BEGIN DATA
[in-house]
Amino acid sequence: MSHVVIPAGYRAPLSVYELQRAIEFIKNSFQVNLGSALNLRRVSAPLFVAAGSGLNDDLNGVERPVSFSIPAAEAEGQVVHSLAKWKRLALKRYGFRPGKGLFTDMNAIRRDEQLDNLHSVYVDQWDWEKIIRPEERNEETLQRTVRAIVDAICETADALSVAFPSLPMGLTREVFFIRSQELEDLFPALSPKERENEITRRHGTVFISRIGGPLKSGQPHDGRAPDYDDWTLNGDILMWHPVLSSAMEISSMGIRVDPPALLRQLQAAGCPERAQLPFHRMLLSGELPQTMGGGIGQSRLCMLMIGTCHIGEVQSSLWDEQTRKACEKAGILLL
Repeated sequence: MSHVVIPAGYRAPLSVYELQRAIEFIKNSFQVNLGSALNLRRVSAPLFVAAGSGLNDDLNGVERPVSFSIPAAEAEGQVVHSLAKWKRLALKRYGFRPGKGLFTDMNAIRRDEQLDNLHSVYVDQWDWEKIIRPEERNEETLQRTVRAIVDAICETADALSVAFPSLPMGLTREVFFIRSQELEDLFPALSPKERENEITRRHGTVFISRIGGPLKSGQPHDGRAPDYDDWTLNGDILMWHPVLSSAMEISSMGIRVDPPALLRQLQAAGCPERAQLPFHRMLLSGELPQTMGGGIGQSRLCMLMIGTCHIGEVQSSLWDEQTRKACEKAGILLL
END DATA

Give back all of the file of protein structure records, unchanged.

[in-house]
Amino acid sequence: MSHVVIPAGYRAPLSVYELQRAIEFIKNSFQVNLGSALNLRRVSAPLFVAAGSGLNDDLNGVERPVSFSIPAAEAEGQVVHSLAKWKRLALKRYGFRPGKGLFTDMNAIRRDEQLDNLHSVYVDQWDWEKIIRPEERNEETLQRTVRAIVDAICETADALSVAFPSLPMGLTREVFFIRSQELEDLFPALSPKERENEITRRHGTVFISRIGGPLKSGQPHDGRAPDYDDWTLNGDILMWHPVLSSAMEISSMGIRVDPPALLRQLQAAGCPERAQLPFHRMLLSGELPQTMGGGIGQSRLCMLMIGTCHIGEVQSSLWDEQTRKACEKAGILLL
Repeated sequence: MSHVVIPAGYRAPLSVYELQRAIEFIKNSFQVNLGSALNLRRVSAPLFVAAGSGLNDDLNGVERPVSFSIPAAEAEGQVVHSLAKWKRLALKRYGFRPGKGLFTDMNAIRRDEQLDNLHSVYVDQWDWEKIIRPEERNEETLQRTVRAIVDAICETADALSVAFPSLPMGLTREVFFIRSQELEDLFPALSPKERENEITRRHGTVFISRIGGPLKSGQPHDGRAPDYDDWTLNGDILMWHPVLSSAMEISSMGIRVDPPALLRQLQAAGCPERAQLPFHRMLLSGELPQTMGGGIGQSRLCMLMIGTCHIGEVQSSLWDEQTRKACEKAGILLL